The groundbreaking report, 670 pages in all, gives a first-ever account of the world’s wine grapes and regions using statistics compiled from the 44 countries that account for 99% of global wine production.
This news may not come as a surprise to the many winemakers across the United States who have taken a shine to Tempranillo. Since Clos du Bois first bottled Tempranillo as a varietal wine in California in 1990, plantings have spread to states with radically different soil types and climate, from Napa, Arizona, Washington, Texas, Oregon, and Paso Robles to Virginia, Santa Barbara, Idaho and the Sierra Foothills. And that’s not to mention a rising tide of Tempranillo coming from Mendoza, South Africa and Australia's Barossa, McLaren Vale, Adelaide Hills and Hunter Valley.
Since 2006, Tempranillo has also had its own non-profit trade organization, the Tempranillo Advocates, Producers and Amigos Society known as TAPAS. The society now represents more than 100 wineries, growers and, as the name winsomely implies, amigos. Together, they aim to promote not only Tempranillo but also other native Iberian grape varieties and the wines produced from them in North America.
And just last month, Wine Spectator magazine gave a grand toast to Tempranillo, awarding the 2004 Cune Imperial Gran Reserva as its 2013 top wine of the year.
So why Tempranillo?
An early ripener – “temprano” means “early” in Spanish – Tempranillo doesn’t require long, warm and sunny growing conditions that Cabernet and other warm-climate grapes prefer. In its native Spain, Tempranillo grows in diverse terroir where it not only gives rise to many stellar wines – from Cune, Vega-Sicilia, Marques de Murrieta, Muga and Pesquera, among others – but also delivers some of the top red wine values.
Tempranillo is no stranger to Spain’s neighbor, Portugal, where Tempranillo goes by the names of Aragonês and Tinta Roriz (in the Dão and Douro regions) and adds backbone to a variety of Portuguese table reds, as well as to Port.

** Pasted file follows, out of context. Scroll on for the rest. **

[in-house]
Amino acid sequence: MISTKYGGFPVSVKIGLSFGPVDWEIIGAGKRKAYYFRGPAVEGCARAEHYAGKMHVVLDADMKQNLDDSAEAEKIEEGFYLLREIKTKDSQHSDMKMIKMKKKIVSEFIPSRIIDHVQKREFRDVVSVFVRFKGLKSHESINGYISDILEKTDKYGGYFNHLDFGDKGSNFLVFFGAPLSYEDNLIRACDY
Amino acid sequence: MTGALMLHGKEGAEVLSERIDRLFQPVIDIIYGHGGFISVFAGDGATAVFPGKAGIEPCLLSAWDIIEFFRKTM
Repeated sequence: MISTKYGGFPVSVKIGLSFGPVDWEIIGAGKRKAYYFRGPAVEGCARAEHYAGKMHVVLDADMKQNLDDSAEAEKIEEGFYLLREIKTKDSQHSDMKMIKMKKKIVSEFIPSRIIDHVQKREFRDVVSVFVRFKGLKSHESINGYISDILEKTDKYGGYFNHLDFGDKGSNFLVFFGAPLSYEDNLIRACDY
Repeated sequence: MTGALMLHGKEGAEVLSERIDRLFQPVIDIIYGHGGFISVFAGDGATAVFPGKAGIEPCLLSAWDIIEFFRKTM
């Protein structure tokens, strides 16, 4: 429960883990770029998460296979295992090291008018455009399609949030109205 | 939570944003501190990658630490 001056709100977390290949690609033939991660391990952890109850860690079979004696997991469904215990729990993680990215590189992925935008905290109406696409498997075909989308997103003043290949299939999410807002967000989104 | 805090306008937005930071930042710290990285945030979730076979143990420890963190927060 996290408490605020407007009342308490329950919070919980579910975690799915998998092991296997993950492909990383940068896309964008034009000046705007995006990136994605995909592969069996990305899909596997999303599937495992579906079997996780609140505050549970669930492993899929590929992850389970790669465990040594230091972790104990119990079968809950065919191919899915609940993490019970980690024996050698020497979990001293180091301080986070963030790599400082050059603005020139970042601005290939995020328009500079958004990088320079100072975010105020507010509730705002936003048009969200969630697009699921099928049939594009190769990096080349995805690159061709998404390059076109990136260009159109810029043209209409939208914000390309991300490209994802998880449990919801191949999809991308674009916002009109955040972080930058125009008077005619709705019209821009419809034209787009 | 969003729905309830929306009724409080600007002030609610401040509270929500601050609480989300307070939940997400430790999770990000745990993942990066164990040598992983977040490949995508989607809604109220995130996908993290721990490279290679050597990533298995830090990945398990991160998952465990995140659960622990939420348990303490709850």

Tempranillo grows well in sandy or clay loam soils, where vines can produce large crops up to 12 tons per acre, although such yields generally produce low-acid wines that lack concentration, flavor and color. Whereas a chilly springtime can put other red grape crops at risk, particularly during the critical bud-break period, Tempranillo is more tolerant of colder temperatures. As the grapes mature, Tempranillo also proves its mettle with its tough skin and tenacity on the vine. And while Tempranillo is susceptible to both major forms of mildew that can affect grapes, it resists rot. To vintners, Tempranillo is like the well-behaved child who doesn’t require a lot of parenting.
In the glass, Tempranillo often shows aromas and flavor that are more savory and earth-driven than fruit-dominant. Although flavors such as ripe plum, blackberry and, in some cases, bright red fruit shine through, much of Tempranillo’s appeal rests with its tobacco, leather and even cocoa notes. When these flavors are complexed by a beam of savory herbs, this umami-rich profile is known as balsamico. Combined with an underpinning of minerality and food-friendly acidity, Tempranillo delivers mouthwatering, satisfying pleasure.
Trend-spotters have attributed Tempranillo’s rising star to the growing popularity of tapas and Spanish-style cuisine. While Tempranillo pairs beautifully with tapas that feature ham, sausage, pork and savory elements, the wine is also versatile enough to enjoy with a variety of cheeses, stews, braised meats, pasta, pizza and vegetable dishes. Lighter-bodied versions can also accompany fish.
Chef Dave Schy's chicken mole was a perfect pairing for this Tempranillo at last night's food-and-wine fundraising event for the Palm Springs Art Museum at Cooking with Class.
Among U.S. producers, look for Tempranillo wines from Oregon’s pioneering Abacela, California’s Kenneth Volk and Truchard (Napa), and Washington’s Gramercy Cellars and K Vintners. Oregon’s Stoller Family Estate makes a luscious Tempranillo rose from Dundee Hills fruit. Altocedro (Argentina) and Running with Bulls (Barossa) are also solid Tempranillo producers.
Cabernet Sauvignon may have claimed the #1 spot as the world’s most widely planted grape in the Aussie study, but Tempranillo has outrun many other up-and-coming wine grapes in vineyard volume over the past decade, including bigs such as Syrah and Chardonnay.
Let us know about Tempranillo you’ve found and enjoyed (or not) in the comments. We’ll be serving it at another Cooking with Class food and wine dinner soon, and you’re sure to find it next door at our small-plates restaurant, Cork & Fork, too.
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